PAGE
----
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Re: [Discuss-gnuradio] implementing state flow

From: Rahul Dhar
Subject: Re: [Discuss-gnuradio] implementing state flow
Date: Fri, 6 May 2005 16:08:24 -0400
User-agent: Mutt/1.5.8i

On Thu, May 05, 2005 at 11:52:23AM -0700, Eric Blossom wrote:
> On Mon, May 02, 2005 at 04:07:04PM -0700, Richard Cagley wrote:
> > To implement MAC layer elements, i.e. waiting for data to arrive, is the
> > best strategy to program these elements in python? 
> This is an area of active exploration.
> Some are working in python, some with blocks in C++, some using the
> message and message queue abstractions.  It's not sorted out.
> > Are there any example apps that implement packet modem like functionality?
> Rahul, care to chime in here about your work?

I'm working on CSMA/CA-over-GNU Radio.  Here's a long-winded summary:

The end goal is an 802.11-like protocol (probably with relaxed timing
requirements), so CSMA/CA is a necessary first step.  To keep things
simple, I'm using wires (wireless will come...later)  The flowgraph
makes things very modular, and once you understand the programming
model, things fall into place nicely (Eric, thanks for you all your
help!)  GNU Radio provides message queues, which are very useful for
passing state information between blocks and also link subgraphs nicely.
Incidentally, I'm told the OSSIE project at Virginia Tech is compatible
with GNU Radio.  I'm not sure if that means the full platform or just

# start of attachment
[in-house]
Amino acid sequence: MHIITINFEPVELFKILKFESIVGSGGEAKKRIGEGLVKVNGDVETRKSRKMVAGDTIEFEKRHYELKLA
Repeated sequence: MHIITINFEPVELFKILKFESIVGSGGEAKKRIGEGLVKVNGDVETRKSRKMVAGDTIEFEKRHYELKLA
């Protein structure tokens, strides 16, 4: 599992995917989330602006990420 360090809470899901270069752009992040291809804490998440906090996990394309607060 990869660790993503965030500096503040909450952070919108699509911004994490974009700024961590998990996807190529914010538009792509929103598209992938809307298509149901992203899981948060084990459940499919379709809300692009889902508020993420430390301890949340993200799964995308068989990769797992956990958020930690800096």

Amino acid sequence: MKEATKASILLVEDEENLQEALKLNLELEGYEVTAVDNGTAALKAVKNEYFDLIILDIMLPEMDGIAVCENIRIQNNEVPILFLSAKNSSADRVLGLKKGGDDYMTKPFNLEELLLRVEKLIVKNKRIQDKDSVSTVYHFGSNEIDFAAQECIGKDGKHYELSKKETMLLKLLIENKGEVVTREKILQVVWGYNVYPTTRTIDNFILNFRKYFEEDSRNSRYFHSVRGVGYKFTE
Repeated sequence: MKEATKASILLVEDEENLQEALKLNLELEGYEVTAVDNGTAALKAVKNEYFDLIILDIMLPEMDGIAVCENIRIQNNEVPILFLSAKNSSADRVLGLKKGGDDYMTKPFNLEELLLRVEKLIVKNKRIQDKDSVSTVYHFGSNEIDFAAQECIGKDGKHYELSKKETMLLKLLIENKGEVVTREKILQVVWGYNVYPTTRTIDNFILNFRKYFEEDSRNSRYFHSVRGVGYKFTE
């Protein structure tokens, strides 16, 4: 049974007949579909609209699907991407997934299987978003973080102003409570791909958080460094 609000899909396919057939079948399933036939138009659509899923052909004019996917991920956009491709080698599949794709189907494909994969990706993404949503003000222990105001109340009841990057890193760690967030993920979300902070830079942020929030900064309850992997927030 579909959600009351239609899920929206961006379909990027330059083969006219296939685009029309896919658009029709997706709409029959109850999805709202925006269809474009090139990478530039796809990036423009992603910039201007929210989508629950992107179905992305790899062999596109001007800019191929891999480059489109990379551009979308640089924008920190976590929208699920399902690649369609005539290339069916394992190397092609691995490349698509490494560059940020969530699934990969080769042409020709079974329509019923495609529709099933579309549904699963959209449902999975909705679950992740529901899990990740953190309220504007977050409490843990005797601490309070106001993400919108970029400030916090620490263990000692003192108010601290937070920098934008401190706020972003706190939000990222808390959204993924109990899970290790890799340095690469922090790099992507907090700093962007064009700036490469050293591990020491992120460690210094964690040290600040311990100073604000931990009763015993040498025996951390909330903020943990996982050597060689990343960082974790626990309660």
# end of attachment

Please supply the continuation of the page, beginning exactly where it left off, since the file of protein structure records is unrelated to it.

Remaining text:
the USRP, though.

The main problems that I've encountered are lack of a good way to handle
timing and difficulty implementing physical carrier sensing.  Timing has
been mentioned a few times, and the consensus seems to be that it will
require some changes in GNU Radio.  Eric mentioned setting up something
running alongside the ADCs/DACs to do this (off-list discussion).  Until
then, I'm planning on hacking in something to emulate timeouts and
retransmissions.  In general, it's a bad idea to sleep in a block, but
if I set up the flowgraph right, I think I can get away with it.  Maybe
using SIGALRM will help also.  As already noted, keeping up with DIFS
and SIFS will be difficult because of the latency issues.  Putting some
of the MAC in the FPGA sounds promising, but what are the implications
for on-the-fly reconfigurationg?  How long would it take to reprogram
the FPGA if you needed to switch between 802.11a and b/g?

As for carrier sensing, I'm pretty sure I'm just not doing something
right and need to take another look at it (I'm wrapping up my thesis
right now, so I'm tied up with that).  Is there a way to shut of the Tx
port to make sure there's no carrier?  How long does it take to go back
to a ready-to-transmit state after it's been shut off?

Rahul Dhar
Actually, my goal is to have a sandwich named after me.

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